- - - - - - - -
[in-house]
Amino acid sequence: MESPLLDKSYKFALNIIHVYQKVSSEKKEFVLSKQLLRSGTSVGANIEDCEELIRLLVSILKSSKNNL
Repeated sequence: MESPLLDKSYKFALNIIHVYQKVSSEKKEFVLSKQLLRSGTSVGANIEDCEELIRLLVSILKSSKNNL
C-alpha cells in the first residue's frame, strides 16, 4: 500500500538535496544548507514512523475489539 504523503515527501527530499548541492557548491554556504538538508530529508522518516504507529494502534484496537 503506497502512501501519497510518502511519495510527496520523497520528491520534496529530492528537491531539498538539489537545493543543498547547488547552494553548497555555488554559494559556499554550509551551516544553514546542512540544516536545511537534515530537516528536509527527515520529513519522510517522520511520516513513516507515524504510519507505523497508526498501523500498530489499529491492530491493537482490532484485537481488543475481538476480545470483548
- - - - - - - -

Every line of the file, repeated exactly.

[in-house]
Amino acid sequence: MESPLLDKSYKFALNIIHVYQKVSSEKKEFVLSKQLLRSGTSVGANIEDCEELIRLLVSILKSSKNNL
Repeated sequence: MESPLLDKSYKFALNIIHVYQKVSSEKKEFVLSKQLLRSGTSVGANIEDCEELIRLLVSILKSSKNNL
C-alpha cells in the first residue's frame, strides 16, 4: 500500500538535496544548507514512523475489539 504523503515527501527530499548541492557548491554556504538538508530529508522518516504507529494502534484496537 503506497502512501501519497510518502511519495510527496520523497520528491520534496529530492528537491531539498538539489537545493543543498547547488547552494553548497555555488554559494559556499554550509551551516544553514546542512540544516536545511537534515530537516528536509527527515520529513519522510517522520511520516513513516507515524504510519507505523497508526498501523500498530489499529491492530491493537482490532484485537481488543475481538476480545470483548